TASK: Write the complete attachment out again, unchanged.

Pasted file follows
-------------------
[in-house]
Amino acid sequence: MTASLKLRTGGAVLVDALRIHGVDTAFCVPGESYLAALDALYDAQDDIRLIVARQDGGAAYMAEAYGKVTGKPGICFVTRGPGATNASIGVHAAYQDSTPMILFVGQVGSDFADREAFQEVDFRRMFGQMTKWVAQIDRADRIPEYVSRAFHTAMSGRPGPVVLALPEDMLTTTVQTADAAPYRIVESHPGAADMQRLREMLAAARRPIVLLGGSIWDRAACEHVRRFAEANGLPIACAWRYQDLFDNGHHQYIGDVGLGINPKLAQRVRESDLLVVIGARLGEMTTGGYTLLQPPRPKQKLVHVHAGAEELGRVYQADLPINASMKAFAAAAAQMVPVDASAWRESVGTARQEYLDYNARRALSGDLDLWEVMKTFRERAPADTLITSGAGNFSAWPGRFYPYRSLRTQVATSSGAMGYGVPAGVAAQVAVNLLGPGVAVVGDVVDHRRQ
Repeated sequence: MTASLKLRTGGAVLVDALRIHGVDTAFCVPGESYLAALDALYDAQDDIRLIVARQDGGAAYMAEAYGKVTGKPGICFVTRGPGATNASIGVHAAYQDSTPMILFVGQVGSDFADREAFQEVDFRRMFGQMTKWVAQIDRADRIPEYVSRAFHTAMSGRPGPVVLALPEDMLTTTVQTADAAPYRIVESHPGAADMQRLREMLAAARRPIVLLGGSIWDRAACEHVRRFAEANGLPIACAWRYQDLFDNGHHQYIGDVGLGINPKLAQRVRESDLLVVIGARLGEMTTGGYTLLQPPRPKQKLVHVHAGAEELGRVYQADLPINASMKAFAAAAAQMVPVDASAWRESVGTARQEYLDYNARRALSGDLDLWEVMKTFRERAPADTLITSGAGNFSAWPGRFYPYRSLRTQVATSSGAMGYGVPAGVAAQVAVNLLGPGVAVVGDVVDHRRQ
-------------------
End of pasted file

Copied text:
[in-house]
Amino acid sequence: MTASLKLRTGGAVLVDALRIHGVDTAFCVPGESYLAALDALYDAQDDIRLIVARQDGGAAYMAEAYGKVTGKPGICFVTRGPGATNASIGVHAAYQDSTPMILFVGQVGSDFADREAFQEVDFRRMFGQMTKWVAQIDRADRIPEYVSRAFHTAMSGRPGPVVLALPEDMLTTTVQTADAAPYRIVESHPGAADMQRLREMLAAARRPIVLLGGSIWDRAACEHVRRFAEANGLPIACAWRYQDLFDNGHHQYIGDVGLGINPKLAQRVRESDLLVVIGARLGEMTTGGYTLLQPPRPKQKLVHVHAGAEELGRVYQADLPINASMKAFAAAAAQMVPVDASAWRESVGTARQEYLDYNARRALSGDLDLWEVMKTFRERAPADTLITSGAGNFSAWPGRFYPYRSLRTQVATSSGAMGYGVPAGVAAQVAVNLLGPGVAVVGDVVDHRRQ
Repeated sequence: MTASLKLRTGGAVLVDALRIHGVDTAFCVPGESYLAALDALYDAQDDIRLIVARQDGGAAYMAEAYGKVTGKPGICFVTRGPGATNASIGVHAAYQDSTPMILFVGQVGSDFADREAFQEVDFRRMFGQMTKWVAQIDRADRIPEYVSRAFHTAMSGRPGPVVLALPEDMLTTTVQTADAAPYRIVESHPGAADMQRLREMLAAARRPIVLLGGSIWDRAACEHVRRFAEANGLPIACAWRYQDLFDNGHHQYIGDVGLGINPKLAQRVRESDLLVVIGARLGEMTTGGYTLLQPPRPKQKLVHVHAGAEELGRVYQADLPINASMKAFAAAAAQMVPVDASAWRESVGTARQEYLDYNARRALSGDLDLWEVMKTFRERAPADTLITSGAGNFSAWPGRFYPYRSLRTQVATSSGAMGYGVPAGVAAQVAVNLLGPGVAVVGDVVDHRRQ